I haven’t been in a wine shop since late last year. But back in the day when it was permissible to be inside a room with other people, I recall overhearing a conversation between a customer and the shop’s owner (who knows his wines) that went something like this:
Customer: But does this wine have a score?
Shop owner: I’m not sure. I would have to look it up?
Customer: How do I know it’s good if it doesn’t have a score?
Shop owner: I tasted it just last week. I think it’s impressive, especially for the price.
Customer: I’m not going to buy it if hasn’t been scored. Could you look it up please?
This customer was under the mistaken assumption that this shop owner is less able to evaluate a wine than some distracted, over-worked critic who tastes too many wines, spends too little time with the wines he reviews, and has an interest in not offending the producers whose wines he is evaluating. Good wine shop buyers don’t depend on scores to separate the worthy from the unworthy. They devote a lot of attention to the wines they stock and try to find wines that match their customer’s preferences.
Scores do not tell us much about a wine. A wine is an aesthetic object and our engagement with a wine depends on circumstances, what we’ve been tasting, our moods, flights of imagination, preferences, and individual biological factors. It’s a dynamic relationship, not an encounter with a fixed object. A score can’t capture any of those dynamic dimensions. An 86 point wine can be richly satisfying in some circumstances and a 98 point wine dismaying and disappointing. A 98 point wine that tastes like all the other 98 point wines you’ve tasted might be less satisfying than the 88 point wine that is thrillingly different.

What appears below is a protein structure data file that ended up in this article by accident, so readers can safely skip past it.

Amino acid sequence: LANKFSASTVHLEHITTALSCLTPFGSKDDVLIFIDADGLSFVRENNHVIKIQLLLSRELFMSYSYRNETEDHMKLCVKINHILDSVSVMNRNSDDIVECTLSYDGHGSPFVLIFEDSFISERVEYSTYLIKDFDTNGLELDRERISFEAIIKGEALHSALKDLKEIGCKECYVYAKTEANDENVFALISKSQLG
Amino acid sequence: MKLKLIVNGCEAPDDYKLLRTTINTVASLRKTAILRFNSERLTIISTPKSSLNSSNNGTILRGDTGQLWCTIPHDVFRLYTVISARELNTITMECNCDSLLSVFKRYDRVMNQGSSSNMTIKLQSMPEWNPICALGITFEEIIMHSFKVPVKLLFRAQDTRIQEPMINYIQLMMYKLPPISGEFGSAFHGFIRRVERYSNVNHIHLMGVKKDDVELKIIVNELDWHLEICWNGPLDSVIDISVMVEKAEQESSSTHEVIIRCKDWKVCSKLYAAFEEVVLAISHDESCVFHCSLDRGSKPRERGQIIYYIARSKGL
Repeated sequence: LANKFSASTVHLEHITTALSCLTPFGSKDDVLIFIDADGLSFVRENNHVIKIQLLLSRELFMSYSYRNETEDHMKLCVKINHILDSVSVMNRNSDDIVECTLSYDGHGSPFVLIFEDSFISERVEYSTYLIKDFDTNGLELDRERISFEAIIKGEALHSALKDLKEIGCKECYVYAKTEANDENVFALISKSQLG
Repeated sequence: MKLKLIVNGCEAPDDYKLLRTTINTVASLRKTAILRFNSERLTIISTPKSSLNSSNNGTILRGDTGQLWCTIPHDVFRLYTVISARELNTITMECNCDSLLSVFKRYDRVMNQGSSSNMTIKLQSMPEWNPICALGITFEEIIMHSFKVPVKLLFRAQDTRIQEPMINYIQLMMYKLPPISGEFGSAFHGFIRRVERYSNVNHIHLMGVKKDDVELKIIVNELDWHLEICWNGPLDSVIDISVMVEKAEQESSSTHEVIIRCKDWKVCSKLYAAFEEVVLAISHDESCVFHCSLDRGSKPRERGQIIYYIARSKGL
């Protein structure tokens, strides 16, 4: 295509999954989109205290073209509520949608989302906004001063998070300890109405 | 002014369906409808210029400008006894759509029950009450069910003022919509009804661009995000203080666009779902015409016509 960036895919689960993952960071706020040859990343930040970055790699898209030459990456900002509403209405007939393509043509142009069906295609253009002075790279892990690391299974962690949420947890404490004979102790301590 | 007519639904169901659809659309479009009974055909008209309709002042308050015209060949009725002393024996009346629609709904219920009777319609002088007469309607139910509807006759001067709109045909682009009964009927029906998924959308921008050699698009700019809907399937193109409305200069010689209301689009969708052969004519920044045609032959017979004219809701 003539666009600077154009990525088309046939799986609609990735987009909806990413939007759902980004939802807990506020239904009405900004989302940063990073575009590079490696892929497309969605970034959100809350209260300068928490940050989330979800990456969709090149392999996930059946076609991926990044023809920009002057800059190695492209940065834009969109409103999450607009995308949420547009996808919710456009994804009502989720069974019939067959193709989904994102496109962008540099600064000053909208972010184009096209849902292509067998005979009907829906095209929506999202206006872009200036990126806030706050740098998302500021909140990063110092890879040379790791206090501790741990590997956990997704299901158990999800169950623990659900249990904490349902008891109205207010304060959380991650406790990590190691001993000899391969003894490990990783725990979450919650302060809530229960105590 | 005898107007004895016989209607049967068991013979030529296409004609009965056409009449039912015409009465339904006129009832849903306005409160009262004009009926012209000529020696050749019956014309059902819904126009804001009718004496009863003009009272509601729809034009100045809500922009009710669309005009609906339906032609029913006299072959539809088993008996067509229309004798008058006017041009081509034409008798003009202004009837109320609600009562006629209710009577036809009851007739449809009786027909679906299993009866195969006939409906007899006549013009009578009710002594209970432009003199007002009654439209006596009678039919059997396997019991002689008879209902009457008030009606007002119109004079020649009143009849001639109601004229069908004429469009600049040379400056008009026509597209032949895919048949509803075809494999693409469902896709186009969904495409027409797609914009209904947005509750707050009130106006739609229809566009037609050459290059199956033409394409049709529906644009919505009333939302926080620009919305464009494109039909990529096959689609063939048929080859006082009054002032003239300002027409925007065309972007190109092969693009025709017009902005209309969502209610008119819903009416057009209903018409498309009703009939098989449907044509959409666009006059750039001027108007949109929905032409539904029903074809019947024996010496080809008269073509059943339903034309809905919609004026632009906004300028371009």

On the other hand, scores are useful as a summary of what critics say about a wine. It’s always interesting to see how one’s own evaluation of a wine lines up with that of professional critics. Scores help position a wine in relationship to other wines and are a useful communicative device when you need a quick, accessible way of indicating quality.
I use scores in my reviews because they are an unambiguous indicator of how much I like a wine compared to other wines I’ve reviewed. They allow me to use more nuance and take verbal risks when describing the wine. I don’t have to worry about being misunderstood because I know the score will still convey my overall judgment of the wine.
But it’s absurd to think they represent some objective judgment about the inherent quality of a wine. It is surely absurd that a point or two differential between two wines will cause massive price differentials in the secondary wine market.
Scores are here to stay because they are convenient; and we do love our conveniences. They are useful playthings, one mode of comparison among many others. They are dangerously misleading when taken too seriously.